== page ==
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Do Brand Partnerships Have The Potential To Lead To Big Success? By Beth Mahoney

Birchbox in Selfridges

Birchbox in Selfridges

Being a successful entrepreneur requires an element of risk. Often, this includes launching a new innovative business that no one else has thought to create, which means taking a leap of faith. A lot of entrepreneurs make the mistake of thinking that to be successful, they have to go it alone. While some ventures do prosper after being run independently, the most profitable businesses are born from external partnerships.


As a business, you can survive alone. However, to thrive, you need to connect with the rest of the industry. Forming an external partnership, such as the one natural beauty brand, Puriskin by Vanessa Blake

Puriskin in Selfridges

Puriskin in Selfridges

Cosmetics, have formed with Birchbox, can serve as the connection to success. When a well-known, trusted brand, advertises a newer company’s products or services, it makes the brand seem more familiar and less risky. This increase the chances of sales, and also exposes the smaller company to a wider and more diverse audience.

Of course, not all companies mesh well together. For a partnership to be successful, it needs to be mutually beneficial to both parties. Take subscription beauty box company, Birchbox, for example. They partner with smaller brands and share and promote their products in their monthly subscription boxes. The smaller company gets exposure to a wider audience, but what does the larger brand get? For Birchbox, it’s being able to provide their subscribers with new products that they may not have heard of before. To be successful, each partnership has to benefit both parties, in some way or another.


Brand partnerships can be tricky to navigate, so to help you form a successful connection, here’s what you need to know.


Plan in advance

If you want to create a successful relationship with another brand, don’t just send them a spur-of-the-moment email, take the time to plan in advance. It’s also important to realise that rushing into partnership with a brand that isn’t a perfect match can be a recipe for disaster. Take your time finding the perfect company to collaborate with.

If you’ve found a brand that sounds like a good match for your company, put together a partnership proposal. Detail how the collaboration would work and how it would help both yourself and them. Then, after researching the correct person to get in touch with, email the proposal over to the brand. Ensure that in your proposal you have covered every aspect of the potential collaboration.


Honour the relationship

Once you’ve found a brand to collaborate with, make sure to honour the relationship. This means not doing anything that could potentially damage it or the other brand. For example, if you’ve been lucky enough to get your beauty products into a monthly subscription box, don’t then start supplying other boxes as well. You need to honour and respect the relationship that you already have. If the company doesn’t want you to work with other similar brands, it’s important to understand and accept that.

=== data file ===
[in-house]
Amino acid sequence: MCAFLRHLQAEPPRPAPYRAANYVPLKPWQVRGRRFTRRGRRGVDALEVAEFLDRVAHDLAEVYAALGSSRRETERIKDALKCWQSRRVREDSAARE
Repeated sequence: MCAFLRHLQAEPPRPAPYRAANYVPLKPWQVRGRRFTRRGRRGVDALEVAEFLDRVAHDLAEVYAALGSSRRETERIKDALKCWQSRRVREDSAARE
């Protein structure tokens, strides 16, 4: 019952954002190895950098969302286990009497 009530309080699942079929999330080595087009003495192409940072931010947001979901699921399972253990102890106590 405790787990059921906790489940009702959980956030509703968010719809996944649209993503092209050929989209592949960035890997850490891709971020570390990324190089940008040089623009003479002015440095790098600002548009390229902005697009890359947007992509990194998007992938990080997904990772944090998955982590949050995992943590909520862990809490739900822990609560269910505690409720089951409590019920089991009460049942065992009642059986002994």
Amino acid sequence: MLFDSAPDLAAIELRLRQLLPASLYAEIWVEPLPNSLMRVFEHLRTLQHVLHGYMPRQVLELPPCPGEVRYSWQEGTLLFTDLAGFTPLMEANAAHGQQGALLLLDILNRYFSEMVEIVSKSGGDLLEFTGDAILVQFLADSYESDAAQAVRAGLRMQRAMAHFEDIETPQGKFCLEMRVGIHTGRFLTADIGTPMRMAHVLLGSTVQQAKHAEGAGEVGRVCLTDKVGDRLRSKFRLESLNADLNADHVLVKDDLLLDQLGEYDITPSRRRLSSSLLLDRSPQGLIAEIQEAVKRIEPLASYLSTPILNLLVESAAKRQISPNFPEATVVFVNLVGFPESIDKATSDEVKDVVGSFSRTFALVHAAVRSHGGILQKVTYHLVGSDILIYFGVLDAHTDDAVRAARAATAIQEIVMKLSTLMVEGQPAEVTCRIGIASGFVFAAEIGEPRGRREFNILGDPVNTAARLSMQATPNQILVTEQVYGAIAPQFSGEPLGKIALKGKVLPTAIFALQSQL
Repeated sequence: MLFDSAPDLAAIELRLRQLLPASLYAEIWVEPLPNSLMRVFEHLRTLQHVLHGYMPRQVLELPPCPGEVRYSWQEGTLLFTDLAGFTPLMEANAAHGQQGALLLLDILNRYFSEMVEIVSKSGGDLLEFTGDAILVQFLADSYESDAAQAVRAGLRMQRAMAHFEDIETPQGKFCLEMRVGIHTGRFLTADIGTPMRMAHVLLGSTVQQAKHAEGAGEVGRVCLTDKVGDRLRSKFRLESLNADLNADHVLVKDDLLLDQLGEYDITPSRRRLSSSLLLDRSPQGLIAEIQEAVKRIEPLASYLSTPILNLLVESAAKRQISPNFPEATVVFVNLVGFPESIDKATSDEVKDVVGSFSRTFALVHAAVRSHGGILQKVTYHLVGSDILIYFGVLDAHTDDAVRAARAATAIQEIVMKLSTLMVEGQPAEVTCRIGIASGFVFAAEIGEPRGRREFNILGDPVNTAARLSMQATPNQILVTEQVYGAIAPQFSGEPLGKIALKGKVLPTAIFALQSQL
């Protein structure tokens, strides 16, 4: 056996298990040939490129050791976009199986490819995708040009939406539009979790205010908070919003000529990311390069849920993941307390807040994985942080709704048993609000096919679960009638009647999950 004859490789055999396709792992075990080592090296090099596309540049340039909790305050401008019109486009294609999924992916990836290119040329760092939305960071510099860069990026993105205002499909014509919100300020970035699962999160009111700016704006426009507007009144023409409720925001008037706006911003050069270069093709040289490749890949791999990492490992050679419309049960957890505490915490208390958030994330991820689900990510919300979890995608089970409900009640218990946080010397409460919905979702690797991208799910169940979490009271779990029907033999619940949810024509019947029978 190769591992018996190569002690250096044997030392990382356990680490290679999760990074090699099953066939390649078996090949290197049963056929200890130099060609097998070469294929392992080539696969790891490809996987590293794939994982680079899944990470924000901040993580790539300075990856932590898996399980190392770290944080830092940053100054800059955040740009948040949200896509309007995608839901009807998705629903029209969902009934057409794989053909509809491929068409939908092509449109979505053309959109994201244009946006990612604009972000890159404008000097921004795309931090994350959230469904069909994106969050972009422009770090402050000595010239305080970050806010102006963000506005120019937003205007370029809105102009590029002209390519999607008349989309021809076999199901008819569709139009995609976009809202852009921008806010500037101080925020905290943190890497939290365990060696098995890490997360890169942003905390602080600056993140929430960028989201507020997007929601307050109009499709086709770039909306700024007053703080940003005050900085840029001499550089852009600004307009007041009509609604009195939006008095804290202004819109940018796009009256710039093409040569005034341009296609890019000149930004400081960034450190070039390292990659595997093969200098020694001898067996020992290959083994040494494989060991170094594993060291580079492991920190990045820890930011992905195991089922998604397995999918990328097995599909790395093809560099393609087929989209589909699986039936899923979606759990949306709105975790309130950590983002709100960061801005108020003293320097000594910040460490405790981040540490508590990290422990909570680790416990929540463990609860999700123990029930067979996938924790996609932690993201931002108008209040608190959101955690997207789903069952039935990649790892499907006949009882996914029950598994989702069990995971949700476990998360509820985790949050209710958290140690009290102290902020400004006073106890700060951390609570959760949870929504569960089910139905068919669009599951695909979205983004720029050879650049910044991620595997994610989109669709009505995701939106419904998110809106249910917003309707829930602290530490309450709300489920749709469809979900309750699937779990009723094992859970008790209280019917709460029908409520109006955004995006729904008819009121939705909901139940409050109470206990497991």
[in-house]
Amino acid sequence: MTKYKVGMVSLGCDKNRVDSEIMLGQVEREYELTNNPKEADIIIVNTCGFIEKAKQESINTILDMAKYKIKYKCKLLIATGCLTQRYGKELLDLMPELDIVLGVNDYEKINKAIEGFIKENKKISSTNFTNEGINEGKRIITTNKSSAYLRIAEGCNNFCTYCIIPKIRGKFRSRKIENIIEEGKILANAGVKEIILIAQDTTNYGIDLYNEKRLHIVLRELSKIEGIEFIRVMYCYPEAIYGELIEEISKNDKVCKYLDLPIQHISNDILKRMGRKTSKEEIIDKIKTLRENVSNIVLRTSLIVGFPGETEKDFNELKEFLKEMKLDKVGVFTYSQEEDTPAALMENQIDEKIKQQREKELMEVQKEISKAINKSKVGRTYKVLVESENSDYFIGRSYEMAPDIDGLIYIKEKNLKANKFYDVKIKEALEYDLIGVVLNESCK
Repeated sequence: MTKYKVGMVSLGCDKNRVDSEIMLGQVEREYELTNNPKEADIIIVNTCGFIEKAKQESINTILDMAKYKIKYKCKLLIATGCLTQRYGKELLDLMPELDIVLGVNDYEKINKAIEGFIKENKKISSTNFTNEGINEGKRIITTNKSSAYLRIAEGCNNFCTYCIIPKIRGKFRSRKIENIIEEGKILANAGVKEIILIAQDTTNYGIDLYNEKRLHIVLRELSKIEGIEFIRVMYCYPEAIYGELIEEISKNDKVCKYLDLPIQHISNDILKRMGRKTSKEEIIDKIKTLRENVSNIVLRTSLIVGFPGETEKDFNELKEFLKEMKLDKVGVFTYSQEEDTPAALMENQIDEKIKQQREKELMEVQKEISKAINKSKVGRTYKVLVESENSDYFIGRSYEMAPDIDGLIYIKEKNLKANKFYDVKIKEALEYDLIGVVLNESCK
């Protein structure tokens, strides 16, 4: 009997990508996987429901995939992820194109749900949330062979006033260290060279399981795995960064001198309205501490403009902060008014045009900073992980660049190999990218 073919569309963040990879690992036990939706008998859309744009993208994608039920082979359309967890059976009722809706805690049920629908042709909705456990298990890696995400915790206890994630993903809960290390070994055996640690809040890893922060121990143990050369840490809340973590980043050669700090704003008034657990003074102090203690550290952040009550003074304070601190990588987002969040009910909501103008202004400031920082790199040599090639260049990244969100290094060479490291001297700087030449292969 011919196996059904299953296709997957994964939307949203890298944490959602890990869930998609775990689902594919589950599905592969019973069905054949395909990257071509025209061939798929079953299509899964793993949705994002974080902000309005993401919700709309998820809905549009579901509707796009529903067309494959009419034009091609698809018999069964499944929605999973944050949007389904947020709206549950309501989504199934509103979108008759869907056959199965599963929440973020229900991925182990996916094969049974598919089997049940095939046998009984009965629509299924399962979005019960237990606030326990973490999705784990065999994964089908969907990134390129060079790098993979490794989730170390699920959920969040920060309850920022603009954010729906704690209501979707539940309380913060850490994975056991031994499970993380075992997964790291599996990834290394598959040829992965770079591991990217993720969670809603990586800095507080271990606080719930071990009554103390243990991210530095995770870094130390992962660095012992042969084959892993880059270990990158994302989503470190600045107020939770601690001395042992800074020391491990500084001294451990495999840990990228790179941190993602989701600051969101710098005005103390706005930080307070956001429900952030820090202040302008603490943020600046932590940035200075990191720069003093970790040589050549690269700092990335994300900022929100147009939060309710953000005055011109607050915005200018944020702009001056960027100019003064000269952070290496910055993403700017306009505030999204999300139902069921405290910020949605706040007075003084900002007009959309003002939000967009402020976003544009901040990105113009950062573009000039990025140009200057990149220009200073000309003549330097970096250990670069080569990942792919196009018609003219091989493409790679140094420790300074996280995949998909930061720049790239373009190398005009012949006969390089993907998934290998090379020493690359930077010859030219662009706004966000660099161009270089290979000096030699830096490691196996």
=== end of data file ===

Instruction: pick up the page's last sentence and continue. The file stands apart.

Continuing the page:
Think about the benefit to others

It’s crucial that when it comes to brand collaboration, you don’t think purely about the benefit for your company. You need to also take the time to think about how building a connection with the other brand will benefit them. For example, in the case of the collaboration between Birchbox and Puriskin by Vanessa Blake Cosmetics increased their exposure significantly. While Birchbox got the chance to provide their customers with a new range of products. Then there’s the benefit for the Birchbox subscribers; they got to test and try out products that most of them had never tried before. For successful brand partnership, your mindset shouldn’t focus purely on the benefits for your company.


Read the contracts and fine print

This applies to all aspects of business; never sign a legal document without reading it thoroughly. For all you know, the document that you’ve been given could state that you’ve signed all your business rights over to the other company. It’s unlikely but even so, it’s important to always read contacts in detail, including the fine print. If you’re not legally minded, it’s best to send them to your solicitor before signing.


Be honest

If you want your partnership to work, you need to be honest about your brand. Don’t be afraid to tell potential partners that you’re just starting out and that your company is still in its early years. If you’re honest about the limitations your company is under, your partnership brand will be able to help you fill the gaps. That’s the idea of brand partnership, to help fill the gaps and speed up your journey to the top.

Written by Beth Mahoney blog owner of La Blog Beaute and Marketing Executive at FP Comms   FP Comms is an exciting Marketing Company promoting future leading brands!

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